And he said, A certain man had two sons:…
A very interesting incident has recently been published in one of the London serials, concerning the conversion of an "Ethiopian Serenader," through the faithfulness and holy guile of a pious bookseller, in an English country town. As it is guaranteed to be authentic by the Rev. Mr. Maguire, Vicar of Clerkenwell, and illustrates strikingly the portion of the parable already considered, I will insert it here: — "A band or 'troupe' of young men, with hands and faces blackened, and dressed in very grotesque costumes, arranged themselves before a publisher's door one day for an exhibition of their peculiar 'performances.' These people used to be called 'Ethiopian Serenaders.' After they had smug some comic and some plaintive melodies, with their own peculiar accompaniments of gestures and grimaces, one of the party, a tall and interesting young man, who had the 'look' of one who was beneath his proper station, stepped up to the door, tambourine in hand, to ask for a few 'dropping pennies' of the people. Mr. Carr, taking one of the Bibles out of his window, addressed the youth — 'See here, young man,' he said, 'I will give you a shilling, and this book besides, if you will read a portion of it among your comrades there, and in the hearing of the bystanders.' 'Here's a shilling for an easy job!' he chuckled out to his mates — 'I'm going to give you a "public reading!"' Mr. Carr opened at the fifteenth chapter of St. Luke's Gospel, and, pointing to the eleventh verse, requested the young man to commence reading at that verse. 'Now, Jem, speak up!' said one of the party, 'and earn your shilling like a man!' And Jem took the Book, and read — '"And He said, A certain man had two sons: and the younger of them said to his father, Father, give me the portion of goods that falleth to me. And he divided unto them his living."' There was something in the voice of the reader, as well as in the strangeness of the circumstances, that lulled all to silence; while an air of seriousness took possession of the youth, and still further commanded the rapt attention of the crowd. He read on — '"And not many days after the younger son gathered all together, and took his journey into a far country, and there wasted his substance with riotous living."' 'That's thee, Jam!' ejaculated one of his comrades; 'it's just like what you told me of yourself and your father!' The reader continued — '"And when he had spent all, there arose a mighty famine in that land; and he began to be in want."' 'Why, that's thee again, Jem!' said the voice — 'Go on!' '"And be went and joined himself to a citizen of that country; and he sent him into his fields to feed swine. And he would fain have filled his belly with the husks that the swine did eat: and no man gave unto him."' 'That's like us all!' said the voice, once more interrupting; 'we're all beggars, and might be better than we are! Go on; let's hear what came of it.' And the young man read on, and as he read his voice trembled — '"And when he came to himself, he said, How many hired servants of my father's have bread enough and to spare, and I perish with hunger! I will arise and go to my father —"' At this point he fairly broke down, and could read no more. All were impressed and moved. The whole reality of the past rose up to view, and in the clear starry of the gospel a ray of hope dawned upon him for his future. His father — his father's house — and his mother's too; and the plenty and the love ever bestowed upon him there; and the hired servants, all having enough; and then himself, his father's son; and his present state, his companionships, his habits, his sins, his poverty, his outcast condition, his absurdly questionable mode of living, — all these came climbing like an invading force of thoughts and reflections into the citadel of his mind, and fairly overcame him. That day — that scene — proved the turning-point of that young prodigal's life. He sought the advice of the Christian friend who had thus providentially interposed for his deliverance. Communications were made to his parents, which resulted in a long-lost and dearly-loved child returning to the familiar earthly home; and, still better, in his return to his heavenly Father! He found, as I trust my readers will, how true are the promises of the parable of the 'Prodigal Son' both for time and for eternity.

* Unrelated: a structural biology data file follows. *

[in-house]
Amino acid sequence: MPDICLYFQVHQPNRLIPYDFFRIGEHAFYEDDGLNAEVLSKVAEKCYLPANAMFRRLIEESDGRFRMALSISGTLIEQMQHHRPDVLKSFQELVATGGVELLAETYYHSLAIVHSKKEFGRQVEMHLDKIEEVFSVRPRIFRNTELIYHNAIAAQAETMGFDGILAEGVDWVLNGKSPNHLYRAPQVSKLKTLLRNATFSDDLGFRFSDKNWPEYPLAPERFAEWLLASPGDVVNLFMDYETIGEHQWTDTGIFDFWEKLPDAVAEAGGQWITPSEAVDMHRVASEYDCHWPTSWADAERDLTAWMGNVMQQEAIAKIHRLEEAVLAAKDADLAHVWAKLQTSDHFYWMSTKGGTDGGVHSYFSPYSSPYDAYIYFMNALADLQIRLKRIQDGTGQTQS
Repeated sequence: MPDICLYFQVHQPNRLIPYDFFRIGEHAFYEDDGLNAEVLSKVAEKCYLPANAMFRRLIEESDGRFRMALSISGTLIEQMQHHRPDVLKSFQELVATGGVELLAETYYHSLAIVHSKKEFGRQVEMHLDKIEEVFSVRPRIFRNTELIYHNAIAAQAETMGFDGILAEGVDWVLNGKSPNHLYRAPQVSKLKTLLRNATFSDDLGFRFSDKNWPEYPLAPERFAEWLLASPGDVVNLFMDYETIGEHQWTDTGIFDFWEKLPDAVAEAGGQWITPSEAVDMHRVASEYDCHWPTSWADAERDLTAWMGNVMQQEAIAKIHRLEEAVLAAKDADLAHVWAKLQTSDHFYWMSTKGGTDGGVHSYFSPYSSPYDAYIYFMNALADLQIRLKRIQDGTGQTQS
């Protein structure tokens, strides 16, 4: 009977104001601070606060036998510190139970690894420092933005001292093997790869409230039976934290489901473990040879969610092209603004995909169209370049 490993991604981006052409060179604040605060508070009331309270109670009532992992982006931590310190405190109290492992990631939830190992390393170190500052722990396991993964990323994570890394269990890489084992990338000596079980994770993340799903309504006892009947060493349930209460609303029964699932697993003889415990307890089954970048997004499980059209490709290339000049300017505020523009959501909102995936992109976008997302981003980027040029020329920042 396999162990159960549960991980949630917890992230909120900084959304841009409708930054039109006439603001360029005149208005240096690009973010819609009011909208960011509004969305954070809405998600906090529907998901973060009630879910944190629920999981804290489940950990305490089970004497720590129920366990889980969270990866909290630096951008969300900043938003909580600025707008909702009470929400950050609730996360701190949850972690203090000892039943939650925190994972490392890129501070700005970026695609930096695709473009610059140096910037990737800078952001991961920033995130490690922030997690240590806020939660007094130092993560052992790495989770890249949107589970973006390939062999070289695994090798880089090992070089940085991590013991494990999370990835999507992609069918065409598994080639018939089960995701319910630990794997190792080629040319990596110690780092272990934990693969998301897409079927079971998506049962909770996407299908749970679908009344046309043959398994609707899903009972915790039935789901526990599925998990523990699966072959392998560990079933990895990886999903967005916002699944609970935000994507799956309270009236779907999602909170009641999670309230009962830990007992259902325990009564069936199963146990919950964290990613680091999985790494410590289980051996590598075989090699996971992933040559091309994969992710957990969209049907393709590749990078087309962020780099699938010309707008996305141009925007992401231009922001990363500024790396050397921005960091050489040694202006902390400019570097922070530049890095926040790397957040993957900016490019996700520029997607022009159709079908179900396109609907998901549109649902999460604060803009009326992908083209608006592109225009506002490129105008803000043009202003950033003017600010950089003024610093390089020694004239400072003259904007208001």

"'Yes, there is One who will not chide nor scoff,
But beckons us to homes of heavenly bliss;
Beholds the prodigal a great way off,
And flies to meet him with a Father's kiss!'"
(F. Ferguson, D. D.)
Parallel VersesKJV: And he said, A certain man had two sons: